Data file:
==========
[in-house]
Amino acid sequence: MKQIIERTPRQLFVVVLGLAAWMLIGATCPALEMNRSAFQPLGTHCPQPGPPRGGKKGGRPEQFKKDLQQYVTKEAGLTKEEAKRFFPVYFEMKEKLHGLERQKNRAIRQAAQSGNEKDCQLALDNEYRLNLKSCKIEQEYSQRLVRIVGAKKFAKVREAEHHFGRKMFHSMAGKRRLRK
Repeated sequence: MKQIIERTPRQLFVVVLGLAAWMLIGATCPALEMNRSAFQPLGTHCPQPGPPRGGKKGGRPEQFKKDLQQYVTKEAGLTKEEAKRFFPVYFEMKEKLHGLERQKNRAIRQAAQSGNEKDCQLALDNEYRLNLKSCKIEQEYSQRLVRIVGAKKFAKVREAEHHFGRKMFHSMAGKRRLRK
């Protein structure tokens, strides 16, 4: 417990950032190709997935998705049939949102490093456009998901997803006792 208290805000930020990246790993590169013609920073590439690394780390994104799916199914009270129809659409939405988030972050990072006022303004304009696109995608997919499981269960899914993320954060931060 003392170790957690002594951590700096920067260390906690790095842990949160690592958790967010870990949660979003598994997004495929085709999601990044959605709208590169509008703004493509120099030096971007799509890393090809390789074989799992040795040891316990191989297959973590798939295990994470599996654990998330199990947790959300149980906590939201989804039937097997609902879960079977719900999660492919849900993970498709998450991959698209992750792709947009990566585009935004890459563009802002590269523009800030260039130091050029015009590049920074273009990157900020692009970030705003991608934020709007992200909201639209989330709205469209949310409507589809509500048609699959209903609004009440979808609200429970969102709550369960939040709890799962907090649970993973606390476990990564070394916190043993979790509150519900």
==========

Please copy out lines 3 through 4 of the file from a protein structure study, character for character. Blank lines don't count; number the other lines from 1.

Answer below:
Repeated sequence: MKQIIERTPRQLFVVVLGLAAWMLIGATCPALEMNRSAFQPLGTHCPQPGPPRGGKKGGRPEQFKKDLQQYVTKEAGLTKEEAKRFFPVYFEMKEKLHGLERQKNRAIRQAAQSGNEKDCQLALDNEYRLNLKSCKIEQEYSQRLVRIVGAKKFAKVREAEHHFGRKMFHSMAGKRRLRK
């Protein structure tokens, strides 16, 4: 417990950032190709997935998705049939949102490093456009998901997803006792 208290805000930020990246790993590169013609920073590439690394780390994104799916199914009270129809659409939405988030972050990072006022303004304009696109995608997919499981269960899914993320954060931060 003392170790957690002594951590700096920067260390906690790095842990949160690592958790967010870990949660979003598994997004495929085709999601990044959605709208590169509008703004493509120099030096971007799509890393090809390789074989799992040795040891316990191989297959973590798939295990994470599996654990998330199990947790959300149980906590939201989804039937097997609902879960079977719900999660492919849900993970498709998450991959698209992750792709947009990566585009935004890459563009802002590269523009800030260039130091050029015009590049920074273009990157900020692009970030705003991608934020709007992200909201639209989330709205469209949310409507589809509500048609699959209903609004009440979808609200429970969102709550369960939040709890799962907090649970993973606390476990990564070394916190043993979790509150519900």